Harold Hunter also referred to an action of the North American Mission Board toward defunding the Baptism Assistance Project, a COSBE-NAMB partnership. That initiative provided COSBE-certified evangelists a modest, pre-determined honorarium with travel and lodging expenses to preach at any Southern Baptist church requesting assistance to reverse a church's lack of baptisms.
"I want to say a word that I hope gets back to NAMB," Hunter said, noting that he was speaking for himself and not COSBE. "You cut the funding of COSBE. These evangelists are listed in the Word of God as a gift to the church. They were laid hold upon by the hand of the Holy Spirit and are guided by the [Bible]."
Noting that Psalm 105:15 "categorically says 'touch not mine anointed and do my prophets no harm,'" Harold Hunter said he wanted North American Mission Board leaders to know that "in my opinion, you sinned against God. You cannot mistreat the only position in the entire Southern Baptist Convention that exists primarily to bring people to Christ ... and you had the audacity to cut that funding in the face of a holy God. Shame on you."
Hunter's comments prompted two statements to Baptist Press, one by Dean Forrest, COSBE's vice president who will serve as the organization's president during the coming year, and the other by Mike Ebert, NAMB's vice president for communications.
Forrest, of Pike Road, Ala., stated:
"There is one statement that you can say about Southern Baptist Evangelists: we are all passionate about sharing the gospel and seeing people come to a genuine, eternal relationship with Christ. It should come as no surprise that some of our members were upset when NAMB, under the directives of the Great Commission Resurgence, essentially de-funded all three of the long-term partnership initiatives with Southern Baptist Evangelists. Those three partnerships were the Annual Evangelist Retreat which brought over 100 evangelists to participate in Crossover, the SBC Sunday Morning Worship Service, and the Baptism Assistance Project; none of which were fully funded with CP dollars.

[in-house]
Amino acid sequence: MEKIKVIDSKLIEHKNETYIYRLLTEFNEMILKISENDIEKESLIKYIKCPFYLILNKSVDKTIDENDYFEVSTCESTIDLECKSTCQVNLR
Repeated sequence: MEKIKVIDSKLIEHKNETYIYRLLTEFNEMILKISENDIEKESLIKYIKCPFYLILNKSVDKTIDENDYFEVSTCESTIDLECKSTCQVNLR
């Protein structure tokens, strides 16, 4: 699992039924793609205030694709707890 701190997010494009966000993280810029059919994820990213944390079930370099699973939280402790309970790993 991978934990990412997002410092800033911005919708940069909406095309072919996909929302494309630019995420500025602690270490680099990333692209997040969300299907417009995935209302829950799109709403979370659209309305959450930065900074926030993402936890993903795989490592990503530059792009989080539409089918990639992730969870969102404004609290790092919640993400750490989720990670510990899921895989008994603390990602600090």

"According to a member of the Baptism Assistance Project committee, Keith Fordham of Fayetteville, GA, 'Every Baptism Assistance Project that our members conducted resulted in salvations and baptisms in churches that were categorized as reporting 'no or low baptisms.' The partnership with NAMB had a 100% success rate.' In a day when thousands of our churches are reporting zero baptisms on their Annual Church Reports, it is difficult for evangelists to understand why the program funding was cut. That being said, Southern Baptist Evangelists have a rich heritage in and with the SBC and NAMB. With or without CP funded partnerships we will continue to proclaim the gospel and be proud to be known as Southern Baptist Evangelists: partners with the SBC, NAMB, and the local church in the Great Commission harvest."
Ebert stated: "We still have money budgeted to work with COSBE and we still cover the cost for their website. Virtually every area of work at NAMB has seen budget cuts as we re-allocate resources toward church planting. Travel budgets for Alpharetta staff have been cut by half. So COSBE has not been singled out in any way. We are just involved in a process of pushing as many dollars as we can toward missionaries and toward starting more churches in North America."
COSBE also elected new officers June 12. In addition to Forrest, Phil Glisson of Memphis, Tenn., was elected vice president; Russell Johnson of Conway, S.C., worship director; Eric Ramsey of Mountainburg, Ark., technical director; Cindy Hogue of Cullman, Ala., secretary/treasurer; Sid Peterson of Bakersfield, Calif., parliamentarian; and Eric Fuller, recording secretary.
Norm Miller is a freelance writer living in Richmond, Va. Baptist Press editor Art Toalston contributed to this article.